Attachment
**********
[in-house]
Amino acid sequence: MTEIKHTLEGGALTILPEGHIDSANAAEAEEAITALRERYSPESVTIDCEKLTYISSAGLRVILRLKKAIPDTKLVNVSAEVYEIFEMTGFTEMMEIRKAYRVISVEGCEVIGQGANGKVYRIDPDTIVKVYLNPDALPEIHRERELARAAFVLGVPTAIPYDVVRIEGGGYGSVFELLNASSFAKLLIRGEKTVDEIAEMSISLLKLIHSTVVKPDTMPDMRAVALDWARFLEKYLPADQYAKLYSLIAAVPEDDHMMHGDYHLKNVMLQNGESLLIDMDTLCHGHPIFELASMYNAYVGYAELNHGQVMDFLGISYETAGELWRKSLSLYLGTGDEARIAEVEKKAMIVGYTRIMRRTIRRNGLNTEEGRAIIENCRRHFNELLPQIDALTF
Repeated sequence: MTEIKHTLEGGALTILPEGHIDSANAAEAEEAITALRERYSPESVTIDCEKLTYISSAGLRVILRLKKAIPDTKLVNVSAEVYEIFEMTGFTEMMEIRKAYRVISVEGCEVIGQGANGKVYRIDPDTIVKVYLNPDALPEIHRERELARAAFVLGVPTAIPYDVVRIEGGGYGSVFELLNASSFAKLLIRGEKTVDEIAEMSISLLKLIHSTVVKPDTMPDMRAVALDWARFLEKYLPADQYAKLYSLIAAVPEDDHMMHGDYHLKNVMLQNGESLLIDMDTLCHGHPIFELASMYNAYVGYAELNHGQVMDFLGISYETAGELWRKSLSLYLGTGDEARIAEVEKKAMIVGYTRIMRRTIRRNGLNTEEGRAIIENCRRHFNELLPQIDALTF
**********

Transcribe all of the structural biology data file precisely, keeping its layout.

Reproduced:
[in-house]
Amino acid sequence: MTEIKHTLEGGALTILPEGHIDSANAAEAEEAITALRERYSPESVTIDCEKLTYISSAGLRVILRLKKAIPDTKLVNVSAEVYEIFEMTGFTEMMEIRKAYRVISVEGCEVIGQGANGKVYRIDPDTIVKVYLNPDALPEIHRERELARAAFVLGVPTAIPYDVVRIEGGGYGSVFELLNASSFAKLLIRGEKTVDEIAEMSISLLKLIHSTVVKPDTMPDMRAVALDWARFLEKYLPADQYAKLYSLIAAVPEDDHMMHGDYHLKNVMLQNGESLLIDMDTLCHGHPIFELASMYNAYVGYAELNHGQVMDFLGISYETAGELWRKSLSLYLGTGDEARIAEVEKKAMIVGYTRIMRRTIRRNGLNTEEGRAIIENCRRHFNELLPQIDALTF
Repeated sequence: MTEIKHTLEGGALTILPEGHIDSANAAEAEEAITALRERYSPESVTIDCEKLTYISSAGLRVILRLKKAIPDTKLVNVSAEVYEIFEMTGFTEMMEIRKAYRVISVEGCEVIGQGANGKVYRIDPDTIVKVYLNPDALPEIHRERELARAAFVLGVPTAIPYDVVRIEGGGYGSVFELLNASSFAKLLIRGEKTVDEIAEMSISLLKLIHSTVVKPDTMPDMRAVALDWARFLEKYLPADQYAKLYSLIAAVPEDDHMMHGDYHLKNVMLQNGESLLIDMDTLCHGHPIFELASMYNAYVGYAELNHGQVMDFLGISYETAGELWRKSLSLYLGTGDEARIAEVEKKAMIVGYTRIMRRTIRRNGLNTEEGRAIIENCRRHFNELLPQIDALTF